I’ve caught up on emails now, a big sorry to those that had to wait for a reply. Feel free to email any questions you may have or topics you’d like to see. I miss the blog world and I hope to back in it as a regular poster soon.
It’s been a while! The last you heard from me I was 39 weeks pregnant and Gabrielle was still sitting stubbornly in a breech position. I’m going to apologize in advance, I sure this post will be a little all over the place. I have a ton of scattered thoughts, and things I’d like to share. So this will be a scatterbrained overview, with hopefully more detail later on.
Gabrielle Rose was born bright and early Friday November 9 by a preplanned gentle cesarean. An ultrasound that morning showed that she was still frank breech. In my part of the US OBs are not trained in breech delivery, so a vaginal breech birth can be more dangerous for baby and mom. A properly trained OB or midwife would normally have no problem doing a vaginal breech birth. I was able see her right away, touch her and talk to her. After a short trip to the nursery while my procedure was finished. Then she came to the recovery room with me. We were able to try to start breastfeeding right away. She seemed to take to it really well. But after that the problems started.
After we settled into our room one of the lactation nurses from the nursery came in to see us. Breastfeeding isn’t one of those things that happens easily, you and the baby have to learn. I knew to ask for help right away. The smallest thing early on can become a problem later, early correction is essential. The first problem we ran into was nipples. There are all types of nipples, unfortunately for me mine are slightly flat. This can make it much harder for the baby to latch properly. They have to work hard to pull the nipple hard enough to get milk to flow. Because of this many women with flat nipples end up using a nipple shield. Just like anything, there are pros and cons to using it, there are supporters and those that do not support their use. Gabrielle is a tiny baby and just couldn’t pull hard enough to get anything. And it took a few days to find this out, and the nipple shield wasn’t helping.
At her 2 day check up (5 days after birth, 2 days after going home) we find out that she has lost too much weight. She is also having problems keeping her body temperature up. We ended up back in the hospital. The lactation nurse immediately got started helping me pump, trying to see how much I was producing. I made sure to tell her about the previous breast surgeries that I had and what my breasts were like before surgery. Based on that and the low amount of milk I was pumping the nurse brought up IGT, insufficient glandular tissue. It is hard to diagnose in a woman who has gotten implants, but it is very likely that I have this and it is keeping me from producing enough milk. The nurse had me pumping to try to increase my supply while we supplemented with formula. I continued with just pumping for a few days before I started feeling it just wasn’t worth it. By the advice of a wonderful friend, I tried to breastfeed again. What they say about hormones releasing is so true, there is just something about it that makes the difference.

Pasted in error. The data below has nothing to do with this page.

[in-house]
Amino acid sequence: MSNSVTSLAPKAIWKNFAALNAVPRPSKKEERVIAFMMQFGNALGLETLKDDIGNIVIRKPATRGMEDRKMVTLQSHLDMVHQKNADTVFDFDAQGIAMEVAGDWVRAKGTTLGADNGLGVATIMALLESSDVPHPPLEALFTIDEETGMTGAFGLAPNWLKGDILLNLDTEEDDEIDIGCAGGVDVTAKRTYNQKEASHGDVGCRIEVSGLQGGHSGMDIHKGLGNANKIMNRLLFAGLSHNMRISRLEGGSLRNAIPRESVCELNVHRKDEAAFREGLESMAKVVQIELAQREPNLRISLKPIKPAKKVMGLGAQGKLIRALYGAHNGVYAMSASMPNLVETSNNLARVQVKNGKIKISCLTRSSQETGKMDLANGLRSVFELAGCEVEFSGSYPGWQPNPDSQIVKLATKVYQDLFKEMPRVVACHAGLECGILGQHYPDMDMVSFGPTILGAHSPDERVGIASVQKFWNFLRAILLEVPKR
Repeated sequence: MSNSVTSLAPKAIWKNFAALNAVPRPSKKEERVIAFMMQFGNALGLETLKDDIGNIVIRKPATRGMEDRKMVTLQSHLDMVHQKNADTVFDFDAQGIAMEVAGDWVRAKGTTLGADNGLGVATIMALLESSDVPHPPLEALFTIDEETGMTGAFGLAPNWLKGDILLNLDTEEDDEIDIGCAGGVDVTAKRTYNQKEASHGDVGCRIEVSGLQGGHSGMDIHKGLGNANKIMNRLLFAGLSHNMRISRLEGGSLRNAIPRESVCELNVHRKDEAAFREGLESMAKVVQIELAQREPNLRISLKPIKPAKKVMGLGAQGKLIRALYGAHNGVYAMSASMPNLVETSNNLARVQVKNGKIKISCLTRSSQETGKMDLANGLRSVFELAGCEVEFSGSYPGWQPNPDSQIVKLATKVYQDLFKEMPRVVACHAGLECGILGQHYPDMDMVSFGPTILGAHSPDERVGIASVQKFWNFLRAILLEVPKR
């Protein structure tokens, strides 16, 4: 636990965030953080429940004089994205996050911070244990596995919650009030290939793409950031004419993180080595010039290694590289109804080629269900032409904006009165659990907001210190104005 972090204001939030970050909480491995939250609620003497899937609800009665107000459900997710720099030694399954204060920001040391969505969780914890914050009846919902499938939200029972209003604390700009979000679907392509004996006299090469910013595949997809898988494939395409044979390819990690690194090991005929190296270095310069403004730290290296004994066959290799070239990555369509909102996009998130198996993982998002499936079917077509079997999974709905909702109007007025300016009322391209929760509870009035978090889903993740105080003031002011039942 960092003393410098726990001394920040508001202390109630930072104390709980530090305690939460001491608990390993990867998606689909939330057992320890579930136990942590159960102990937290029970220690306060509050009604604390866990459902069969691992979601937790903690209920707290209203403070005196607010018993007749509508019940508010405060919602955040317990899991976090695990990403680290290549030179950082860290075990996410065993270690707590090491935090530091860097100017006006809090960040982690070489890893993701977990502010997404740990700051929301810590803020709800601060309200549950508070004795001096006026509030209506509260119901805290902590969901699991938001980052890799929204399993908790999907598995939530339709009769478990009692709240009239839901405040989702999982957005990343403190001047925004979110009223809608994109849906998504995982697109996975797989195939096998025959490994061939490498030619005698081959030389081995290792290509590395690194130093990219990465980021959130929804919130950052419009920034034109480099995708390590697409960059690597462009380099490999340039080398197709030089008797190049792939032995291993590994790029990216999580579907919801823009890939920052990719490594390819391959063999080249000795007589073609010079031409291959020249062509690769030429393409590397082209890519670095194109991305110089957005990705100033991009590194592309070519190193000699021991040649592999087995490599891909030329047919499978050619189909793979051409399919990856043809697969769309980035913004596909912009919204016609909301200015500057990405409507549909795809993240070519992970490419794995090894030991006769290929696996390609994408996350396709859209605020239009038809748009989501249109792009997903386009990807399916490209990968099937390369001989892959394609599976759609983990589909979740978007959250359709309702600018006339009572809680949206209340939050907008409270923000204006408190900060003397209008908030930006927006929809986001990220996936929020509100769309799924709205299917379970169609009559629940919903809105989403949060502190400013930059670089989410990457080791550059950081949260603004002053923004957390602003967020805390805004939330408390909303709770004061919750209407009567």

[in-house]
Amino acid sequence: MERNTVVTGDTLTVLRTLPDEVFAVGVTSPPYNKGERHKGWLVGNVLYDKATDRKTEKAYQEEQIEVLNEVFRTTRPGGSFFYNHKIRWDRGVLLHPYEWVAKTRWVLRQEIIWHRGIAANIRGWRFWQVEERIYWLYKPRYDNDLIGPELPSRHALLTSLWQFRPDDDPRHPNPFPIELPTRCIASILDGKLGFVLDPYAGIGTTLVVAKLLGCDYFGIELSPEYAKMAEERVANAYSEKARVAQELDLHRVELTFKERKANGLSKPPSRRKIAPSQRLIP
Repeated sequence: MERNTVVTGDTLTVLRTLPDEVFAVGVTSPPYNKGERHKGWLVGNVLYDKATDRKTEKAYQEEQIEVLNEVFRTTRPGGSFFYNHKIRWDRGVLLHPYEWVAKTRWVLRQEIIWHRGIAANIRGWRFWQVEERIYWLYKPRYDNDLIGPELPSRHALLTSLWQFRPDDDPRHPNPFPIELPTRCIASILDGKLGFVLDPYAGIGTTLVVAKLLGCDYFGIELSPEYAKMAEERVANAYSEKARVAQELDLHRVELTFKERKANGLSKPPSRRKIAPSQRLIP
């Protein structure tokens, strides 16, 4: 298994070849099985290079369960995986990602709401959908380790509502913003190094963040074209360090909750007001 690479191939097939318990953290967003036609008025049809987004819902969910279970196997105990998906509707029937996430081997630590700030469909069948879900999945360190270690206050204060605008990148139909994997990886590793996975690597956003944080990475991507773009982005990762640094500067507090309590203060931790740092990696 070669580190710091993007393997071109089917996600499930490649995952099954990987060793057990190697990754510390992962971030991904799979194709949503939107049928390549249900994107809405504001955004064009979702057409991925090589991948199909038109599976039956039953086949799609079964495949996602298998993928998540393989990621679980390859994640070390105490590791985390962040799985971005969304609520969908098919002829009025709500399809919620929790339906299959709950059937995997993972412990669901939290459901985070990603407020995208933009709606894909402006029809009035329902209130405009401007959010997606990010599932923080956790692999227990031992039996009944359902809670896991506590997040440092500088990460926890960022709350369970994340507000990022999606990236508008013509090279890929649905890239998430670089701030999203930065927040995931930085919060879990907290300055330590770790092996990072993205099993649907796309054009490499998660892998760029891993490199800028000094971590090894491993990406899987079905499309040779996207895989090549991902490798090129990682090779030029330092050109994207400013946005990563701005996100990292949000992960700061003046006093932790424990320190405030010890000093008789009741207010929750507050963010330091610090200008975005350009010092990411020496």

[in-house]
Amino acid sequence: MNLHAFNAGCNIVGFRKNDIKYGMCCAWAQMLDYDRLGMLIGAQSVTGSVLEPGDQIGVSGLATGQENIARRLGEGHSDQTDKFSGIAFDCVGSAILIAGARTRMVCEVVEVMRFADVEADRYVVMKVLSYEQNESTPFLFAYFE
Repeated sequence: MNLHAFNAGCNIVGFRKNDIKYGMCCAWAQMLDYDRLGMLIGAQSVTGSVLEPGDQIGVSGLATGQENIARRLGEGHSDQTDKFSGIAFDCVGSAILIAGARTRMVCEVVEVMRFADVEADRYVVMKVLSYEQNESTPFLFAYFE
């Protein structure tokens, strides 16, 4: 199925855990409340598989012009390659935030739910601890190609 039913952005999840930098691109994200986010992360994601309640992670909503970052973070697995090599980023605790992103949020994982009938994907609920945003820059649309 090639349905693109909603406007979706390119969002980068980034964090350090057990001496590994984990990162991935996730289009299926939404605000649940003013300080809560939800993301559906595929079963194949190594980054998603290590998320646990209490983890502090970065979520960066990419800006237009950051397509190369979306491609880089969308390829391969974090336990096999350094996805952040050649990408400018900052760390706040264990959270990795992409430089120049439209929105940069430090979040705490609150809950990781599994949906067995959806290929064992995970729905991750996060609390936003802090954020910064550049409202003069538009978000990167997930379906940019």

Gabrielle is now 4 weeks old. We’ve had some trials along the way. After going home from the hospital the first time we have ended up back twice. We had issues with formula, two road trips (and a third coming), packing a house to move, cleaning, hotel stays, etc. She is a little champ. She travels so well, sleeps where she can, and is eating much better. She still will not nurse at night, she wants to sleep through the night and won’t wake up enough to nurse. But when she is awake she nurses like an expert. She gets the most milk first thing in the morning and right before bed. She is growing and happy, what more can a new parent ask for?
I’m still in the limbo process. In a few weeks I’ll be finishing a move. Hopefully once things get settled and we get into a new baby routine I’ll be back to blogging more. I know this was a scattered post, I hope to address a few things individually in future posts. I’d like to talk about early nursing bras, flat nipples, IGT, nursing with implants, pumping with implants, and who knows what else. Like always, if there is anything you’d like to see feel free to email, message me on Facebook, or comment below.